Puppy Pampering

Danni Betancourt provides luxury grooming in River Oaks.

Danni Betancourt with her Dalmatian, Polo (photo by Alex Rosa for OutSmart magazine)

Sometimes it takes an odd turn of events to find your passion in life. Just ask 28-year-old CityPaws Grooming owner Daniella “Danni” Betancourt.

“We have every pup’s best interest at heart. We analyze their personality and the way they react to the grooming process so we can give their parents the best advice regarding current and future care for their pups.”

—Danni Betancourt

“I wanted to work with dogs,” Betancourt says. “I’ve owned other businesses and worked many jobs, but this is my passion. I was misdiagnosed with a brain tumor and spent a year on bed rest. I created my business plan during that time and reached out to investors. As soon as it became clear I did not have a brain tumor, as they thought, I set my plan in motion. I enrolled in grooming school and opened CityPaws just a month after graduation. I dedicated every waking moment to my business and its future.”

Born in Mexico and raised in California, Betancourt, who identifies as gay, grew up in a loving home with her mom and dad and two brothers. Her dad is a self-made businessman, and she describes her mom as an exceptional homemaker. 

She opened CityPaws in August of 2019 in Rice Village, but had to move to the River Oaks area in February of 2021 after the freeze and power failure caused a leak that collapsed the ceiling at the old location. The cozy new spot offers full pet pampering, including options for either a full grooming, a bath and basic groom, or an express bath (when a dog’s two-legged parent is in a hurry), de-matting, de-shedding, nail cutting and grinding, teeth brushing, and even doggie facials.

An added perk is the glamour shots Betancourt takes of her four-legged clients—before-and-after snaps of pets luxuriating on overstuffed chairs looking like royalty (at least in the “after” shots). 

Betancourt says getting the perfect pic is fairly easy to do at home, too. “We say the dogs’ favorite words, like ‘treat’ or ‘outside,’” she says. Having actual treats on hand doesn’t hurt, either.

But it was a bumpy start for CityPaws. Besides the freeze from Winter Storm Uri, there were the long pandemic months.

“It was very hard to survive through
COVID times,” Betancourt admits. “We were a new business, and shutting down for almost two months pushed back our original plans for growth. We survived with loans, advice, love, and support from our clients. 

“I would like clients to understand how grooming works. We have every pup’s best interest at heart. We analyze their personality and the way they react to the grooming process so we can give their parents the best advice regarding current and future care for their pups. We don’t believe in harming a pup to satisfy their parents’ expectations. Sometimes, when a pup is extremely matted, it is better to give them a fresh start and shave them down so they can regain confidence and trust the grooming process by scheduling regular visits.” CityPaws also sells at-home grooming kits with a recommended brush, comb, de-matting tool, detangling spray, and a step-by-step tutorial for those at-home, in-between grooming sessions to keep your pooch perfect.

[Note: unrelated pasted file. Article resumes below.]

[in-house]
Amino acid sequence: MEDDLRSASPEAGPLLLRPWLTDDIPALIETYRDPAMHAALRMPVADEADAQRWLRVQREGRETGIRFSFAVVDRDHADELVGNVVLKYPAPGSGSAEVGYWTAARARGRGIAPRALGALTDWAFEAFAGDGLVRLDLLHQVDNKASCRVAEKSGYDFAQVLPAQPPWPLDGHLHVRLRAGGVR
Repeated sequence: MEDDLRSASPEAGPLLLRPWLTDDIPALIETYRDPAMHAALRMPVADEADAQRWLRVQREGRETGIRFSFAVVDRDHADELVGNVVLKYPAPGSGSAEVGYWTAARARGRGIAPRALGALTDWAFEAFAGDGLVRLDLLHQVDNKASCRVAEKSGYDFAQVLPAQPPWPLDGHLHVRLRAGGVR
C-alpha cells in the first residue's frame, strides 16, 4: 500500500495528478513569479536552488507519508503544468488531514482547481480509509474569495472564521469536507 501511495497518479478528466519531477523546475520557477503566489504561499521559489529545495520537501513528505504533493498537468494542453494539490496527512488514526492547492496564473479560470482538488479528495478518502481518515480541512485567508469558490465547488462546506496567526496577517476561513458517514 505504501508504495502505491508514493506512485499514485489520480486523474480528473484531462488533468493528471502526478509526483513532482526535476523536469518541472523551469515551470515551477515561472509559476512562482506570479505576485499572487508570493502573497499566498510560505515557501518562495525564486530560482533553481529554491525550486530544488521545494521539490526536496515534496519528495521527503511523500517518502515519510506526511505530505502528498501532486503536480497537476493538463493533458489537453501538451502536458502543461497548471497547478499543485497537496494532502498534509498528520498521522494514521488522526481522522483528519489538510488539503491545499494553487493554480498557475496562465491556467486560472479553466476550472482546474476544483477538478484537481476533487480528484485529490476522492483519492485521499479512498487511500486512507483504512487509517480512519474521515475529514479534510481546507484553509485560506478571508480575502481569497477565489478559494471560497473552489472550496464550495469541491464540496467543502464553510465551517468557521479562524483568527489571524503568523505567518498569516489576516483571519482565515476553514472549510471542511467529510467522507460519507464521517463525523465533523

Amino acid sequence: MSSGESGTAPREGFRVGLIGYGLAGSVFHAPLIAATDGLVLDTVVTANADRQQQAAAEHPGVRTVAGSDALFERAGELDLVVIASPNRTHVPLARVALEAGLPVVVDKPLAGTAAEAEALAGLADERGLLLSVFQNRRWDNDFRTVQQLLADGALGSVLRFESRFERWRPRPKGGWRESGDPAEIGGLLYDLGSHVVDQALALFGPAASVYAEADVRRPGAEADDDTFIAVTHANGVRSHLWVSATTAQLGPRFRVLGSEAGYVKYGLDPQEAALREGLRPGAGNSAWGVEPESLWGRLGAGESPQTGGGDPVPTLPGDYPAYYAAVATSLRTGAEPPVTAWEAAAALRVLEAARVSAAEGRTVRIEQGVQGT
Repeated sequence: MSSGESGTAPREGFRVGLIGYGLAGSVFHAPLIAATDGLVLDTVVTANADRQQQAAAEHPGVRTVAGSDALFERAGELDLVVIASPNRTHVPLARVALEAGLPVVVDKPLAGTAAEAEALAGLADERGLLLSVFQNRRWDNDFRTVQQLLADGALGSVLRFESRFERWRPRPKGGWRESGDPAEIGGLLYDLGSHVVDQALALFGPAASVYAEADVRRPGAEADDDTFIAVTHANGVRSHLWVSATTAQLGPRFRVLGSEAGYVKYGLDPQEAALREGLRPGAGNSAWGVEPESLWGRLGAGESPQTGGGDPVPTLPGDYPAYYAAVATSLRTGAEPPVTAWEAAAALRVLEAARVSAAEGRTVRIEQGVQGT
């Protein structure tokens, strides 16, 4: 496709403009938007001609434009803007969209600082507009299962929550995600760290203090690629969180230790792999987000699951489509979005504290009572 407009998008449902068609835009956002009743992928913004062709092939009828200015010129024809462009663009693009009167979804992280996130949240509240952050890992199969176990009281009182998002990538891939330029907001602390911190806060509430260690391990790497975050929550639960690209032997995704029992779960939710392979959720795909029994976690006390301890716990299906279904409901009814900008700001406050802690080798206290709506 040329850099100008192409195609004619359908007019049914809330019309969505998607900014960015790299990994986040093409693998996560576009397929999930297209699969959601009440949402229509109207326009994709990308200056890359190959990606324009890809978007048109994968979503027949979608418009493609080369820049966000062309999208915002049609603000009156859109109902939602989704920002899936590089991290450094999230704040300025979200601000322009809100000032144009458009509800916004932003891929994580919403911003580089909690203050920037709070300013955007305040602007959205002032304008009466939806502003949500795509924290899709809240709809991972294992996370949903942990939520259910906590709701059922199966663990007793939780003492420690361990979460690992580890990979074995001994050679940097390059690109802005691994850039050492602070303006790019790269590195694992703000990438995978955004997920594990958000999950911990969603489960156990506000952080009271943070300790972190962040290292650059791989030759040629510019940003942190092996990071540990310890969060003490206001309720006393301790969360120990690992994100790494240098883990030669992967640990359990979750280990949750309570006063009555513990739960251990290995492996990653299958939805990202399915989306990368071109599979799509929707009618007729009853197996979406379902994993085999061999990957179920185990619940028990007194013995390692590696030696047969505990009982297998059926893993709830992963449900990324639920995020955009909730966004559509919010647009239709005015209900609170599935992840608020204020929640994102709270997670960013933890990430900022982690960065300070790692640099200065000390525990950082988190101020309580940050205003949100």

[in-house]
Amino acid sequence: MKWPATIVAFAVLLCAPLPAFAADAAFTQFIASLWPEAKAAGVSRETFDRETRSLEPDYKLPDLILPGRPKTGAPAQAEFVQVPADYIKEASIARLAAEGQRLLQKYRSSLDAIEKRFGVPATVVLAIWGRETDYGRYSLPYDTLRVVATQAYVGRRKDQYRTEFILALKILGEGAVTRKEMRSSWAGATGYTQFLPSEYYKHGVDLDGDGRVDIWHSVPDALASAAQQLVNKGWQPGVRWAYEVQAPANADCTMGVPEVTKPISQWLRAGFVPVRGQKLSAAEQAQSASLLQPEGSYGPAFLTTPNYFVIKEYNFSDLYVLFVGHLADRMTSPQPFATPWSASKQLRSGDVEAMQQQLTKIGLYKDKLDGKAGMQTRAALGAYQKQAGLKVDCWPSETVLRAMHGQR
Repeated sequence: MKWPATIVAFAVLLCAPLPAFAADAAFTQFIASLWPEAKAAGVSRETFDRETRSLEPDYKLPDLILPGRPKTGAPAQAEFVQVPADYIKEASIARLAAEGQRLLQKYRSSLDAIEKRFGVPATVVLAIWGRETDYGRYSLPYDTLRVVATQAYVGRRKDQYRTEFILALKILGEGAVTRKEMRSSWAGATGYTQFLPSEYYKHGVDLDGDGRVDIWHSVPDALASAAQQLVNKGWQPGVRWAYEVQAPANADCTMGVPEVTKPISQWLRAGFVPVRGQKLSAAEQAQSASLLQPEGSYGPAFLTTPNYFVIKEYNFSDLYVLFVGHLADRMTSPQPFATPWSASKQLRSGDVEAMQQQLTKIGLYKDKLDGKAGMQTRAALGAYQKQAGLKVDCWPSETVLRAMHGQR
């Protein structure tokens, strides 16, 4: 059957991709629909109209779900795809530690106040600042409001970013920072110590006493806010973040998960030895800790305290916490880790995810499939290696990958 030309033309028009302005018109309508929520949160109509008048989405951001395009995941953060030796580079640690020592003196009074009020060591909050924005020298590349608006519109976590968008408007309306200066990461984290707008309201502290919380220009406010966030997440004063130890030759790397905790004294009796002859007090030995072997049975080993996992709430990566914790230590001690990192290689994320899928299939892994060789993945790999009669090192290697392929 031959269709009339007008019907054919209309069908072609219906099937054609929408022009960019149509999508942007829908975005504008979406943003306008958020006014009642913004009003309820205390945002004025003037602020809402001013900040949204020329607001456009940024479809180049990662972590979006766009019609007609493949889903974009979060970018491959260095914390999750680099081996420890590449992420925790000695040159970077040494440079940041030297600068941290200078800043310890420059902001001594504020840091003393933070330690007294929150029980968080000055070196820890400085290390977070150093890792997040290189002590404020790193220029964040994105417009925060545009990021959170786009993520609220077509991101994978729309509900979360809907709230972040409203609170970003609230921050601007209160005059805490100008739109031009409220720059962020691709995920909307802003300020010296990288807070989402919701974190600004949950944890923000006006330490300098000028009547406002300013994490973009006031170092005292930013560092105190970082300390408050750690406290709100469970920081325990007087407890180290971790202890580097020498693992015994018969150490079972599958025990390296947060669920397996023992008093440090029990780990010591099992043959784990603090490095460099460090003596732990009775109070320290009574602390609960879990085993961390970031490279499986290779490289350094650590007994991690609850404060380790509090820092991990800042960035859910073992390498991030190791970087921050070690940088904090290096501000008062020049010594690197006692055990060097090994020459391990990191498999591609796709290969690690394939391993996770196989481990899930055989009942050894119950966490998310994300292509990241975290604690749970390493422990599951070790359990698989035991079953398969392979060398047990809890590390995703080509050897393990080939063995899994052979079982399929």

It goes without saying that her own three fur babies are impeccably groomed. “Kobu, Polo, and Nova,” she recites. “Kobu is a Golden Retriever, Polo is a Dalmatian, and Nova is a German Shepherd mix. 

“We love to explore Houston as a family. The pups love to go to the dog park and on car rides through the city. We enjoy checking out new spots where they’re able to roam free.” 

But best of all, Betancourt loves her job and her new business. 

“We believe dogs have personalities, just like people,” she concludes. “[Although we hate to see] rescued pups who were previously abused, the best part of my job is working with the dogs. I love being surrounded by them and getting to know each one as an individual.”  

 For more info, visit facebook.com/citypawsgrooming.

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Marene Gustin

Marene Gustin has written about Texas culture, food, fashion, the arts, and Lone Star politics and crime for television, magazines, the web and newspapers nationwide, and worked in Houston politics for six years. Her freelance work has appeared in the Austin Chronicle, Austin-American Statesman, Houston Chronicle, Houston Press, Texas Monthly, Dance International, Dance Magazine, the Advocate, Prime Living, InTown magazine, OutSmart magazine and web sites CultureMap Houston and Austin, Eater Houston and Gayot.com, among others.
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